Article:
The anonymous commenter suggested that the proposed rule is not needed and noted that accidents happen. One operator suggested that this entire proposal is unnecessary, since existing rules are adequate to assure safety. One operator also opposed the proposed rule, noting that system differences mean that the concepts used on transmission lines do not apply to distribution and suggesting that the burden of implementing integrity management for distribution pipelines would cause more harm than good. One state pipeline safety regulatory agency also opposed the proposed rule, noting that the existing body of regulations has resulted in a very low number of deaths annually from distribution pipeline accidents and suggesting that the new requirements would therefore not be cost-beneficial. The State agency also noted that the new rule will impose additional work on already-burdened State pipeline safety regulators.
PHMSA has considered these comments but still considers it necessary to issue a rule requiring integrity management for distribution pipelines. While accidents may continue to occur, that does not mean that reasonable actions should not be taken to avoid those accidents that could be prevented. PHMSA concludes that the flexibility inherent in the rule, as modified in response to other comments (described below), adequately addresses concerns based on differences among distribution pipelines. PHMSA also concludes that the changes made in response to other comments will reduce implementation costs and that the rule will be cost-beneficial. PHMSA is working with State pipeline safety agencies to increase the level of Federal financial support provided for State programs. PHMSA notes that the vast majority of distribution pipeline operators and State regulators, and the associations that represent them, supported the proposed rule. The existing rules help assure an admirable safety level. Still, significant accidents continue to occur, if infrequently. Experience has shown that incidents are most often caused by a combination of circumstances. These circumstances represent risks for the pipeline involved, but may not affect other pipelines. It is thus not practical to create additional prescriptive requirements to address these pipeline-specific risks. This rule (as the integrity management requirements for other types of pipelines that preceded it) requires that operators evaluate their pipelines to identify the risks important to their circumstances and take appropriate actions to address those risks.
This IM regulation for distribution operators requires an operator to conduct a comprehensive evaluation of its system to better identify threats to the system, to implement additional measures to help prevent accidents from occurring and to mitigate the consequences if an accident does occur. IM provides for a more systematic and comprehensive approach to preventing failures. Accordingly, PHMSA considers this the most effective means to effect further reductions in the number of pipeline incidents. The regulatory analysis supporting this rule considers the improvement in safety that is expected to result and explicitly recognizes the current low frequency of serious accidents.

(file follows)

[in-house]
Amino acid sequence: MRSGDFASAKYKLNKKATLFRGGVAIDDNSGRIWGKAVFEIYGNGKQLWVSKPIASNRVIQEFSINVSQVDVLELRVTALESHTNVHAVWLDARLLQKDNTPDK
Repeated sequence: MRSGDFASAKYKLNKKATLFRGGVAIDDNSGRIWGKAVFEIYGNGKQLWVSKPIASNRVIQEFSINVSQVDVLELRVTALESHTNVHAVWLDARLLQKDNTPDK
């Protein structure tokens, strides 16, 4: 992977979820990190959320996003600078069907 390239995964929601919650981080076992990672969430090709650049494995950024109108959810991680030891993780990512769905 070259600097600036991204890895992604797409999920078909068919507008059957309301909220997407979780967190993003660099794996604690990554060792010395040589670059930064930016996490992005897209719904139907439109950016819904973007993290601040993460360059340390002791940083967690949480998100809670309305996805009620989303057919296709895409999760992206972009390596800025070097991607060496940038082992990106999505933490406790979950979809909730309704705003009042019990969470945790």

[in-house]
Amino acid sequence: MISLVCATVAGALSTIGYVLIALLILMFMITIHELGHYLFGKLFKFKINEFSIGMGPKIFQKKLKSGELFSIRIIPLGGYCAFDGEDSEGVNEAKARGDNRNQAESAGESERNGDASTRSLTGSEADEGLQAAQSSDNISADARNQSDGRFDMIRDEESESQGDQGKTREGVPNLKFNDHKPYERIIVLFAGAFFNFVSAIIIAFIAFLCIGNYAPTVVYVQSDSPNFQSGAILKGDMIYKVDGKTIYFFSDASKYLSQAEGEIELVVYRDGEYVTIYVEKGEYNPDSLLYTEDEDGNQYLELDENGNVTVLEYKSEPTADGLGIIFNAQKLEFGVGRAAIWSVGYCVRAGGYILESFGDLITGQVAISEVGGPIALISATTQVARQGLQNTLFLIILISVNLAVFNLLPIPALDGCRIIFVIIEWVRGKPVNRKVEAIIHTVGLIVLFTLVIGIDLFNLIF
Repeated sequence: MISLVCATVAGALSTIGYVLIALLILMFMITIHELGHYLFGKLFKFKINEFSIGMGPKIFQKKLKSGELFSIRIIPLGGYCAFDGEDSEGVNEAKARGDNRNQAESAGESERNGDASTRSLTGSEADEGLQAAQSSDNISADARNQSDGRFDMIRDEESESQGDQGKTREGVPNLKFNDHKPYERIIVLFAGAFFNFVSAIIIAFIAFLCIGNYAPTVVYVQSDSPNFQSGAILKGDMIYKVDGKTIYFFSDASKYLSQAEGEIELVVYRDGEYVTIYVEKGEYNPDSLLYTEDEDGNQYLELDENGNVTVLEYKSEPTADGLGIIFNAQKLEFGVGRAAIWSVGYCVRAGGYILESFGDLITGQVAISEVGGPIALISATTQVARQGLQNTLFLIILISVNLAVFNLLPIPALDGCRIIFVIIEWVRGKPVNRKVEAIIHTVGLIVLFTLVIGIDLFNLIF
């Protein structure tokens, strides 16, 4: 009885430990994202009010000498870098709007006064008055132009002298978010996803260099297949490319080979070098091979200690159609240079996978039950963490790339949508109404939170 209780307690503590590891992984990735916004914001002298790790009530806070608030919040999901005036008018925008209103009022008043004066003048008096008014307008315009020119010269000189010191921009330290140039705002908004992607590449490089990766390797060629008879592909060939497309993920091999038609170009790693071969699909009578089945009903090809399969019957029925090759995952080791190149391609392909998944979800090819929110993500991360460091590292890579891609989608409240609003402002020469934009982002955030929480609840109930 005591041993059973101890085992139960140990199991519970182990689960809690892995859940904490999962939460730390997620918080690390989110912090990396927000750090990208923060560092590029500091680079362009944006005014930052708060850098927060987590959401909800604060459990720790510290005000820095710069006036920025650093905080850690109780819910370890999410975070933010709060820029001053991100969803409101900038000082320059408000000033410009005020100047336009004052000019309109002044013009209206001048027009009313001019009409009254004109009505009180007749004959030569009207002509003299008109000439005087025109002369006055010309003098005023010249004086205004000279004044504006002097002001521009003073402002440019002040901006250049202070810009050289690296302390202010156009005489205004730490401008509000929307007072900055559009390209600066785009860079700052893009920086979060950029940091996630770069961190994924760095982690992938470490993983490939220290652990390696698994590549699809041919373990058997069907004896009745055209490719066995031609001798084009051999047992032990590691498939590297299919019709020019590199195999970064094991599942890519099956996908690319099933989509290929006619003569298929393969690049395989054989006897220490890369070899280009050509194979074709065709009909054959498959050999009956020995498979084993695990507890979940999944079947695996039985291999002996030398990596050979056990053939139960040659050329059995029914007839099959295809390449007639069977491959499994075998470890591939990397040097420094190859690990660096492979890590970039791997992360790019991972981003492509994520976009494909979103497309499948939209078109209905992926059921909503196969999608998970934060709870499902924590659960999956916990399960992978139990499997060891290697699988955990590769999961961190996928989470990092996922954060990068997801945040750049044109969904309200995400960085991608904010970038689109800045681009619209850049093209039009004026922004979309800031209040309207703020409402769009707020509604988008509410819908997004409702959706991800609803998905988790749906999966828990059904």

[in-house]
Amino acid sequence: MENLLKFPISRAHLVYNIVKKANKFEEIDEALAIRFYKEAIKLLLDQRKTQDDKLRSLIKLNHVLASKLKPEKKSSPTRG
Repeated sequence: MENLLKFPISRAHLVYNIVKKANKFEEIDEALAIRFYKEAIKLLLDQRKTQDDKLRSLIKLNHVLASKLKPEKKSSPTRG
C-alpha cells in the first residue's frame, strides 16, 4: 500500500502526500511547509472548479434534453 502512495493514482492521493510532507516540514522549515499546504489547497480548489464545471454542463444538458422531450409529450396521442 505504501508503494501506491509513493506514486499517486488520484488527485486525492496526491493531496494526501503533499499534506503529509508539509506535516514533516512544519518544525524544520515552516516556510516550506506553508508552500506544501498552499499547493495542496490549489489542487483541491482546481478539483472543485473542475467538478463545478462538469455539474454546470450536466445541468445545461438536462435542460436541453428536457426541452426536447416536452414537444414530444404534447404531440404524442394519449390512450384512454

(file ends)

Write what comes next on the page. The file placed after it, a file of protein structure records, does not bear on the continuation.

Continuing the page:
There was a broad consensus among commenters that several provisions in the proposed rule should be deleted or significantly modified. In most cases, the consensus included parties from “commercial” and municipal operators (and their associations) and State regulators. Many additional comments were made, often suggesting specific changes needed to improve the proposed rule or to make clear the actions required to comply. These comment topics are:
A discussion of each comment topic and PHMSA's response to each follows:
Commenters universally rejected the proposal to require reporting of all plastic pipe failures. Commenters noted that the plastic pipe data committee (PPDC) includes representatives of all stakeholder groups and has several years of data for identifying trends that would be lost if PPDC were no longer used. Commenters believe PPDC has done an excellent job of collecting and analyzing operating experience with plastic pipe. According to commenters, operators of approximately 75 percent of installed plastic pipe mileage voluntarily provide information to PPDC. While this is less than the 100 percent participation that would result from a mandatory reporting requirement, commenters maintained this is sufficient data to draw statistically significant conclusions about the performance of all plastic pipe.
Many commenters thought PHMSA's concern that information from PPDC is